Why the New Trend of Trick-or-Treating 'Announcement' Cards Seriously Pisses This Mom Off

Mom and daughter
Adrian Wood
As a mom of a little boy with autism, Adrian Wood is more than familiar with not only what holidays can be like for kids with invisible disabilities, but what life in general is like. As a mom-of-four and 3-year-old Amos's fierce advocate, Adrian has an important message to everyone who will be handing out candy to trick-or-treaters this Halloween: "Don't make my son carry a disability announcement to trick-or-treat."


If you haven't come across these personalized cards before, Adrian described them as an introduction to your child that explains why they may not trick-or-treat the "standard" way:

Trick or treat cards for kids with autism
Simply Special Ed/Facebook

"Truthfully, I really wanted to like them. They are well designed and child friendly and you can fill out your child's information," Adrian wrote on Facebook. "The cards, which I thought initially were to be pinned on a costume, are actually to pass out as your child trick-or-treats. Now, let me just say, I have no problem with being real and honest, but this card thing burns me up."

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"The idea of my 3-year-old handing over a card to promote folks being kind, just felt wrong for me," Adrian tells CafeMom. "One, what about when we go out to dinner or church or to the playground. I think if all of us just tried to be more open and kind and less judgmental about 'behavior,' we wouldn't need cards."

Adrian admits that she used to be someone who wasn't initially understanding of all trick-or-treaters who came to her door. "I am guilty too. I used to request for children to say trick-or-treat or ask about where their costume may be," she says. "I like to think now that I'll let parents worry about those things and my role is to participate and be kind or turn my porch light off. I think if a child chooses to offer a card, that is awesome and empowering, but [my family and I] are not there yet and I want people to feel like we can talk and they can ask questions."

Little boy
Adrian Wood

Instead of making Amos hand out a card at every house and having the stranger struggle to read it in the dark among the Halloween chaos, Adrian wants to get frank with anyone who comes across her message. "Let's have a conversation and I'll be honest and hopefully you'll see the amazing joy that my shark/Peter Pan/R2D2 (we can't decide) brings our family," she wrote. "Life is not understood by printed messages on cards. Empathy is built upon interactions, relationships, and putting yourself in another's shoes."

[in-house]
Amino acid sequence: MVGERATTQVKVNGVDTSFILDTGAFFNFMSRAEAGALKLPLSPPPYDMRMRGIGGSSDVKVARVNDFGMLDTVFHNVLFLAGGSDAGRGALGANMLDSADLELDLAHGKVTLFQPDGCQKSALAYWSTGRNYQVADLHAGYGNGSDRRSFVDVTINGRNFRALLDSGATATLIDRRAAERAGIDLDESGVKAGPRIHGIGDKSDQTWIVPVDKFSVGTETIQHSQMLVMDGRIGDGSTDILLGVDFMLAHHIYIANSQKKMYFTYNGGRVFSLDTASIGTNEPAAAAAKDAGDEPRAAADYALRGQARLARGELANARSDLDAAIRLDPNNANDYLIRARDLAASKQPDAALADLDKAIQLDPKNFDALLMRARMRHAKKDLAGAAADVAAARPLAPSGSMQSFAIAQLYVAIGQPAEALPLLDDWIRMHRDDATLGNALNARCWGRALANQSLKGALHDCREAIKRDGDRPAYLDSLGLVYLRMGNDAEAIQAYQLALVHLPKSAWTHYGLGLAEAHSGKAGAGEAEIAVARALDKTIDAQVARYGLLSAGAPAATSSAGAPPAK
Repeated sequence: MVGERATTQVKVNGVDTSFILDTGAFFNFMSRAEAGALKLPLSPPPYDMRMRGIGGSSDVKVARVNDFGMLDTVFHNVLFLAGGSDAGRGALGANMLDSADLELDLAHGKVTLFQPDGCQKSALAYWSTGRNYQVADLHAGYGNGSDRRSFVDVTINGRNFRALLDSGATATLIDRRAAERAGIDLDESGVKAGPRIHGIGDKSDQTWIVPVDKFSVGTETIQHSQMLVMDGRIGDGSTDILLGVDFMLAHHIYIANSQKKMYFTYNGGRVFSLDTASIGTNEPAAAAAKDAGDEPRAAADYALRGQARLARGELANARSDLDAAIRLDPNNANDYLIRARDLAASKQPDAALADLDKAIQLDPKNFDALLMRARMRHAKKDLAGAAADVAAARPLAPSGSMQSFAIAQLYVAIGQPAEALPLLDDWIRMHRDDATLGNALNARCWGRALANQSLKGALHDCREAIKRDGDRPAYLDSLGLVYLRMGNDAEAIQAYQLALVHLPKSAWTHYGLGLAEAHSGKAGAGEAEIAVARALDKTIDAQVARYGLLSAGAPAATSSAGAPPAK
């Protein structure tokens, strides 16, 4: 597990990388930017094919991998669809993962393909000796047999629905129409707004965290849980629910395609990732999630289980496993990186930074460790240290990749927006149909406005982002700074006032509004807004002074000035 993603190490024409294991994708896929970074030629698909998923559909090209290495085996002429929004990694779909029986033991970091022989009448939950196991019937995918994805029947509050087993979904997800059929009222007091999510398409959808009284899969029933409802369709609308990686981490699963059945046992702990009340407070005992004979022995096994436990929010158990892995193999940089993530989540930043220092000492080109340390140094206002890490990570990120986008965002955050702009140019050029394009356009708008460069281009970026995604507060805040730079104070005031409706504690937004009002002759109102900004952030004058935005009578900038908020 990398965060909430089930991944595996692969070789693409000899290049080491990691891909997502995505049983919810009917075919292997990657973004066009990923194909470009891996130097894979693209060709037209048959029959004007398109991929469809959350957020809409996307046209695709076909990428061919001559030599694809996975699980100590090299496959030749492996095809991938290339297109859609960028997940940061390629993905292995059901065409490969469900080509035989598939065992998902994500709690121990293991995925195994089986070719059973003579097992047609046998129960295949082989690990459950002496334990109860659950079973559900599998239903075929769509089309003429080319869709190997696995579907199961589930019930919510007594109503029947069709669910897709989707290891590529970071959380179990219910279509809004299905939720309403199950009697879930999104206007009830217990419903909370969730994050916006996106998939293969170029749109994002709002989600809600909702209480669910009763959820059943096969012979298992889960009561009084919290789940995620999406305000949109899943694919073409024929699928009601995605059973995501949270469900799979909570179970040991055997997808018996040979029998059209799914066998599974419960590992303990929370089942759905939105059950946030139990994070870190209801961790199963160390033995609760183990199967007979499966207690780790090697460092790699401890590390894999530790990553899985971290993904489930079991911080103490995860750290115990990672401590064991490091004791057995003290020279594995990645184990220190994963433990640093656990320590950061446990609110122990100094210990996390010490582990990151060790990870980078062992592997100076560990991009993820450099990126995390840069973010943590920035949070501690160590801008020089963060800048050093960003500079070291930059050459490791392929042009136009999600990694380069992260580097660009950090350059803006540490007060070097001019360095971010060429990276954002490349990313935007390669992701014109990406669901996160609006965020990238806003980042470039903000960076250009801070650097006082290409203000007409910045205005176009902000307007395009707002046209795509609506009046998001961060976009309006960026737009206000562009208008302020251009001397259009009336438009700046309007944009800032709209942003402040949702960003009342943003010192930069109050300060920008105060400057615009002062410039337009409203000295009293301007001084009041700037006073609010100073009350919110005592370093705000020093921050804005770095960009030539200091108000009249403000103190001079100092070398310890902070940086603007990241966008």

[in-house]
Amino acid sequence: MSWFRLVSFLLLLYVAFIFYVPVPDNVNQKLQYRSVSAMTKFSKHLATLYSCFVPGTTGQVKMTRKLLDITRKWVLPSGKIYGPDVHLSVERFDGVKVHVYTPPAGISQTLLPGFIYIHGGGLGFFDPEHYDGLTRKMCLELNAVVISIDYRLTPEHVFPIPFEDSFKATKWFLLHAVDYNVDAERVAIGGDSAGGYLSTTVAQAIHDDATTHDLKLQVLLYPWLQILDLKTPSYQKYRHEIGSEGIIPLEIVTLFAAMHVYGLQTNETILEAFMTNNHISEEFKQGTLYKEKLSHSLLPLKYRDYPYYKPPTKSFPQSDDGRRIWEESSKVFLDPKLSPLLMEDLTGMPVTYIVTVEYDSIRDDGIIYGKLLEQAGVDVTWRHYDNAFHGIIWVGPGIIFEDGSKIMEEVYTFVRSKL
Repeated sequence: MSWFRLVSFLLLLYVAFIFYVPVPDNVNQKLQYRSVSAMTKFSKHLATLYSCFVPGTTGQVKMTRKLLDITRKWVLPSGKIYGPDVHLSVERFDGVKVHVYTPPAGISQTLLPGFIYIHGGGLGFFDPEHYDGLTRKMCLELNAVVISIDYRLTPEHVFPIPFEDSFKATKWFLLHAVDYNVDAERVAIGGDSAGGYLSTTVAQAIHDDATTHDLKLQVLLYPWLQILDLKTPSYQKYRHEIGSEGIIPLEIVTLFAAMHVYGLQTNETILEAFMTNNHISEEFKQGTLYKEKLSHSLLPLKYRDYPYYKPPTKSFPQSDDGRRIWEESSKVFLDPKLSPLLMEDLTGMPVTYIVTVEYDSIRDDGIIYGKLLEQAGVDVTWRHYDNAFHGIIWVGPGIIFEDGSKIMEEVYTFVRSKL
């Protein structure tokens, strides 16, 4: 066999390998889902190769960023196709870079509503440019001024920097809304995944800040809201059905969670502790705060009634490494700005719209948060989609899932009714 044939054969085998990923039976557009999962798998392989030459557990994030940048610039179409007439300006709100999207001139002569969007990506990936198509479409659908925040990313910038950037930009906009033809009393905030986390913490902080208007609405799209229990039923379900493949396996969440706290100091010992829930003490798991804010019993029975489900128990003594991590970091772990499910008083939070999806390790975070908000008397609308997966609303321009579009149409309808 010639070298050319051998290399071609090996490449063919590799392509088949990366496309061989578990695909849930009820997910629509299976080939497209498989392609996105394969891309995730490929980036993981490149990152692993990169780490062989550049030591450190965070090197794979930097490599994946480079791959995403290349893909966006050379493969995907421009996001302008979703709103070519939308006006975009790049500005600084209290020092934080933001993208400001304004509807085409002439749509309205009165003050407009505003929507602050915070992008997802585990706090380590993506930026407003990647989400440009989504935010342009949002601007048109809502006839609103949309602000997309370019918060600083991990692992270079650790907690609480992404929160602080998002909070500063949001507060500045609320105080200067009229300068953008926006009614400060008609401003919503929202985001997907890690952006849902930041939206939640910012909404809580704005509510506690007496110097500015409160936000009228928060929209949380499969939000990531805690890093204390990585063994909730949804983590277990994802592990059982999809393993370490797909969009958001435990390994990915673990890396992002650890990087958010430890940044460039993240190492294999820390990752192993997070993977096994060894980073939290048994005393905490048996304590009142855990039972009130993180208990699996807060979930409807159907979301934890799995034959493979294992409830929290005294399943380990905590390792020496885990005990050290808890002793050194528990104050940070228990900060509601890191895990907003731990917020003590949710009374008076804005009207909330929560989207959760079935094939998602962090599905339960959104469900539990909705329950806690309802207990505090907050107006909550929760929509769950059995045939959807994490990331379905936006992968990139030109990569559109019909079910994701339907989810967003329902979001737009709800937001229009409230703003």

As a child with disabilities, Amos might not trick-or-treat the same way as every child, but that doesn't mean he should have to beg each home for understanding by presenting them with a card. "Be kind. That's all that is required, be kind. Kind people don't demand little boys say trick-or-treat or judge parents whose children may 'appear' rude or refuse to wear a costume," she wrote. "Kind people recognize a regular family trying to do a simple thing like trick-or-treating and they smile and are friendly. They don't need a card."

Luckily, Amos didn't have any problems with insensitive candy-givers last year, but Adrian is urging everyone who is handing out treats this year to be understanding instead of making assumptions that a child is rude. "I think if we want to be a part of Halloween as hosts, passing out candy, then we should be gracious hosts," she says. "It's not the role of the giver to chastise or scold or expect. It is to give and be the one that folks will remember as kind."

Boy in stroller
Adrian Wood

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Adrian wants to be as transparent as possible before the festivities begin, and she is sharing 11 helpful hints from her special needs family that she hopes everyone keeps in mind and can make the difference in a child's Halloween experience: 

  1. Keep an open mind. Remember that many disabilities are hidden, and so be gentle and kind to everyone rather than questioning.
  2. Do not demand that little people say "trick or treat." Please consider that some children may be nonverbal or, like my Amos, not great with questions.
  3. Offer a candy/food-free bucket of treats. Again, families that have children with food allergies will be so appreciative of this extra effort. Glow bracelets are a hit for everyone.
  4. First impressions matter. You may never again see the families or children that darken your doorstep, but be the type of person that they will remember fondly. 
  5. Don't expect trick-or-treaters to have good manners. Leave the good manners up to parents and remember that children may have special needs, be shy, or perhaps have just had too much sugar. Whatever the reason, you smile and say hello.
  6. Ask open-ended questions to parents if the child is silent. Tell me about this costume and where y'all have been this evening.
  7. Roll with the punches. My son says, "smell my feet, chocolate," so not entirely correct, but we consider it a win.
  8. Expect unpredictable. Small children with autism may grab candy and haul ass into your house, so just smile and invite them in or give them extra candy and send them on their way.
  9. Special needs are awfully tricky when it comes to trick-or- treating. Yep, I sweat just thinking about it. It's hard enough to cram little people in costumes, much less someone with autism who doesn't relish being in crowds. Encourage us?
  10. Our kids can get easily overstimulated. If we hear loud noises and avoid your house, it's just to look after the needs of our little people.
  11. Relax. Fun means talking and hugs and laughing and not being in a hurry. 
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